Dezeen Magazine

Tom Dixon presents angular Caesarstone kitchen referencing frozen lakes in Canada

British designer Tom Dixon has created a kitchen designed to resemble jagged chunks of ice and made using quartz surface material Caesarstone.

The installation – named Ice – is the first instalment of a year-long collaboration between Dixon and Caesarstone, and was unveiled at the Interior Design Show in Toronto this week.

Tom Dixon Caeserstone kitchen

The design is influenced by the jagged pieces left over when Canada's frozen lakes are cleared by icebreakers during the winter.

To reflect this, Dixon, best known for designs including cog-like light fixtures  and brass tea sets, developed a series of triangular-shaped prisms in different sizes and heights. These form serving stations, surfaces and stools.

"In our Toronto show we propose a food preparation and consumption space, which draws on the analogy of the kitchen as an alchemist's laboratory where raw materials are transformed into treasure through the elemental process of freezing, melting, shaving and cooking with ice," said Dixon.

"Where the contemporary kitchen seeks to hide the activities behind a series of minimal blocks, here we expose the chopping, the steaming, the freezing, the scouring and the disposal of waste in all its active glory," he added.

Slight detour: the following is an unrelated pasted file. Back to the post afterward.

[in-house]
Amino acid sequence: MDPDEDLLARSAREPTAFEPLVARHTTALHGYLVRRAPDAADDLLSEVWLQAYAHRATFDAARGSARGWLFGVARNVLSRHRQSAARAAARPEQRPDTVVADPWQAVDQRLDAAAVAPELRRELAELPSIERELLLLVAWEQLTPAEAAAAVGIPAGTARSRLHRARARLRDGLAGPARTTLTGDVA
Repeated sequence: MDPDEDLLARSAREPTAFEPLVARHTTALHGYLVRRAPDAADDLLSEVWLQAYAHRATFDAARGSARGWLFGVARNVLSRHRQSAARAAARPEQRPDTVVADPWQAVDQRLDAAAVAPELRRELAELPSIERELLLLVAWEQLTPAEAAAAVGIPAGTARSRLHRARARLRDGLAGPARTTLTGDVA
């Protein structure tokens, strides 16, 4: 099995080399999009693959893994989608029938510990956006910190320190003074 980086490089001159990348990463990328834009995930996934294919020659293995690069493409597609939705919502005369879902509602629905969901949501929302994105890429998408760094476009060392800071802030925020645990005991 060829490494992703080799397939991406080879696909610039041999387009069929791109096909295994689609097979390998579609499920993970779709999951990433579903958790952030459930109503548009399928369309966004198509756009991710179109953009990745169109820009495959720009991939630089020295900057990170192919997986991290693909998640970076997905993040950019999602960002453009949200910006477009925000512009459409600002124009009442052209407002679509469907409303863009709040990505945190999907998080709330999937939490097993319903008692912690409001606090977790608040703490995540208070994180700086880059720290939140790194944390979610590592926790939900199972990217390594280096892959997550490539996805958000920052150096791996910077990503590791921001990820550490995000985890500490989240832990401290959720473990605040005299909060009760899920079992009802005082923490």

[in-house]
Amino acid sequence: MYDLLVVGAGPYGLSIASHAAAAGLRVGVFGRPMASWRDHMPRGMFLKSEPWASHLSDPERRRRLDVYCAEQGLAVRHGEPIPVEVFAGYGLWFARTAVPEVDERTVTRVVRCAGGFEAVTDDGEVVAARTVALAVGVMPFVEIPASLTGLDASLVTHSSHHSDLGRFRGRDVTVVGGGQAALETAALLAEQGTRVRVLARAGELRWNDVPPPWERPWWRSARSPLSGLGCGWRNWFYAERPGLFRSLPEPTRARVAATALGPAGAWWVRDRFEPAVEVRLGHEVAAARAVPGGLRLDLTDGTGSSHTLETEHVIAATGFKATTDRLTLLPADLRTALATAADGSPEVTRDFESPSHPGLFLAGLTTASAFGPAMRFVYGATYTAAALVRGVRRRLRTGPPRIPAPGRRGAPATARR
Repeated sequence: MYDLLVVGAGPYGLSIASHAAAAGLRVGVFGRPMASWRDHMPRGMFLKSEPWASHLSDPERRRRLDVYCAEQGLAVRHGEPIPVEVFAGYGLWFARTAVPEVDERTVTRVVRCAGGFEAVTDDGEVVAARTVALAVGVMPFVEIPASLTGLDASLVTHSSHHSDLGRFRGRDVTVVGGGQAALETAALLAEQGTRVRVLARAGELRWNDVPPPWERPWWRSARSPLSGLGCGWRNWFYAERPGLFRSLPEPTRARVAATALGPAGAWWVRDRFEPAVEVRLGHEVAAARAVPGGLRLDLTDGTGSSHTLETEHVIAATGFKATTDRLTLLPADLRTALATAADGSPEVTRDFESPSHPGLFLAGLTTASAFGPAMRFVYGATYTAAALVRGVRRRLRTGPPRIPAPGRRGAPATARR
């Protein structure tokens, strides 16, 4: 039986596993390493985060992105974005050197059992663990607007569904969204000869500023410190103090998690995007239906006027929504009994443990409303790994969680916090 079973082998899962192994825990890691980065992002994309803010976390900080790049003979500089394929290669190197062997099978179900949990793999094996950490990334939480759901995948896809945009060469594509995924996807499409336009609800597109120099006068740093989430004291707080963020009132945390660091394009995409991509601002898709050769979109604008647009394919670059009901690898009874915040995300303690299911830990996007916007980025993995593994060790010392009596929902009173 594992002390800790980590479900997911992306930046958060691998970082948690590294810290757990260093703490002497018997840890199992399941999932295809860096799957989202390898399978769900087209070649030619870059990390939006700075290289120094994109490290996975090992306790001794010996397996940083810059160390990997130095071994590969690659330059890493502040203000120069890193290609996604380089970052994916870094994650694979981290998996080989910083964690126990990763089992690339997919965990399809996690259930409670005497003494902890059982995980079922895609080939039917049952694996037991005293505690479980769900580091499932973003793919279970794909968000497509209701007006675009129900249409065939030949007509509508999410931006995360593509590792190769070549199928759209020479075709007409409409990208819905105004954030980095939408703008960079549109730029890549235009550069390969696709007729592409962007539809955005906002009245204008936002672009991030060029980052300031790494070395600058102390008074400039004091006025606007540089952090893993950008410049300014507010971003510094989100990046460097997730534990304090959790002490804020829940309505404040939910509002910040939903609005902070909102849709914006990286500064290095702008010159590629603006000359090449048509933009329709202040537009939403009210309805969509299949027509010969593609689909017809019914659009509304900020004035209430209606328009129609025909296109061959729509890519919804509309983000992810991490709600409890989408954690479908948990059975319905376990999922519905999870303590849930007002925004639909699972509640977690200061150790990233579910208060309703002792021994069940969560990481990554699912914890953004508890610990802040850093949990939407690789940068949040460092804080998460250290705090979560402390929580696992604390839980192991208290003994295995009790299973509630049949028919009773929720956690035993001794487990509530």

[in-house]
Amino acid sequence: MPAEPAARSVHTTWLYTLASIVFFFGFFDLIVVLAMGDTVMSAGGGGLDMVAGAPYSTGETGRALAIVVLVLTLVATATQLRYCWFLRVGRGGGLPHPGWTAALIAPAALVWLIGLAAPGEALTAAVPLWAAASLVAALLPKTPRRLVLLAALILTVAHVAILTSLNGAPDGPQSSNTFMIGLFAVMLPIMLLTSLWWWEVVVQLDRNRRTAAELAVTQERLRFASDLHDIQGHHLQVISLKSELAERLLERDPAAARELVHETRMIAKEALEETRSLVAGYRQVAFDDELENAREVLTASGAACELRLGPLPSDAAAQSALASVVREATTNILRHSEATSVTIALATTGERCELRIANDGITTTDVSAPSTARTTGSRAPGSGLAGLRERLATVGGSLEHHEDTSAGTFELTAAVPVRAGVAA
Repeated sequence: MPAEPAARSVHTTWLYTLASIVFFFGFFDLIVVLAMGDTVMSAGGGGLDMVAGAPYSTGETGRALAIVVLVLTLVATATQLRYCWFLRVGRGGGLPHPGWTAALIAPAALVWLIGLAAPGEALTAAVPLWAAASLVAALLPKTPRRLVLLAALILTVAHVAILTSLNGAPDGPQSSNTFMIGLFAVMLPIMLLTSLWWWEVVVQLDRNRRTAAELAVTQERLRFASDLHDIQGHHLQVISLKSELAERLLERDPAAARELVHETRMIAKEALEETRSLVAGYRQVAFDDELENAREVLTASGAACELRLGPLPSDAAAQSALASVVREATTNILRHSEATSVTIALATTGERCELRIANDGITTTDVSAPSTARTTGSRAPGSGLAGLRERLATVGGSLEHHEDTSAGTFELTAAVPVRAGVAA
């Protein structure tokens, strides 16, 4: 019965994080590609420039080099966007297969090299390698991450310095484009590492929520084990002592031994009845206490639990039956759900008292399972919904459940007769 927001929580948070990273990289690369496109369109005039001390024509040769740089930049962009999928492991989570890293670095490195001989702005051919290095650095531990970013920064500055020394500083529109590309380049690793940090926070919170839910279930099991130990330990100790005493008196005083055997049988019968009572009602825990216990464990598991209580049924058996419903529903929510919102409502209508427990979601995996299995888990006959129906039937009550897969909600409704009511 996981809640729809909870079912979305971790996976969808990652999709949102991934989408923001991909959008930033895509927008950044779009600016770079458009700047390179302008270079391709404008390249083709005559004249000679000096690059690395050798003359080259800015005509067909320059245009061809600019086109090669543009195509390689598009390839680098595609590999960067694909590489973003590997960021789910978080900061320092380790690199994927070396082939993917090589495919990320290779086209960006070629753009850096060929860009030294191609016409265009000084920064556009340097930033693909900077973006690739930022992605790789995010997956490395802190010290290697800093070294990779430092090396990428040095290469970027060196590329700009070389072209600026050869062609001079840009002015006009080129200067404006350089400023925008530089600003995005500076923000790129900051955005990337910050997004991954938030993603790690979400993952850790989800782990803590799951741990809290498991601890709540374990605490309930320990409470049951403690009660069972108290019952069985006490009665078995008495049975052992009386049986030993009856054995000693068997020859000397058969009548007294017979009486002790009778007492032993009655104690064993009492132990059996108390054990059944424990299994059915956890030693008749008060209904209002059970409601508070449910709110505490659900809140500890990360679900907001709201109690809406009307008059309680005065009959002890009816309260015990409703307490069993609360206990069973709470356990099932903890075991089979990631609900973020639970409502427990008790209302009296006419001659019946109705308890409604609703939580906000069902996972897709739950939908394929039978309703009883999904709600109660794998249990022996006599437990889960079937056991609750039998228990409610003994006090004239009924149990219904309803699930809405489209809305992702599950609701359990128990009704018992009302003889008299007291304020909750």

Tom Dixon Caeserstone kitchen

The Ice kitchen is the first of four kitchens themed around the elements of Ice, Fire, Earth and Air. The concept also celebrates local foods from four chosen cities. The next design will be based on Milan, and will be unveiled in April during the city's design week.

The final two designs will be revealed later in the year in North America and Asia.

"Each year we explore a new design concept that displays different elements of Caesarstone, be it new colours and textures, or inherent surface characteristics such as strength and durability," said Eli Feiglin of Caesarstone.

Tom Dixon Caeserstone kitchen

"This year we are pushing the limits of experimentation with the material, collaborating with design innovator Tom Dixon," he added. "His work is extremely inventive, fresh and thought-provoking; and we feel it brings a fascinating new angle to the creativity typical of Caesarstone's kitchens."

Caesarstone previously collaborated with Philippe Malouin to create a swing set installed inside a Neoclassical palazzo in Milan. The London designer also used the material to create a range of geometric planters in a variety of shapes, textures and colours.

Other exhibits at the Interior Design Show in Toronto included a showcase of work by 10 emerging Canadian designers.

Photography is by Vicky Lam.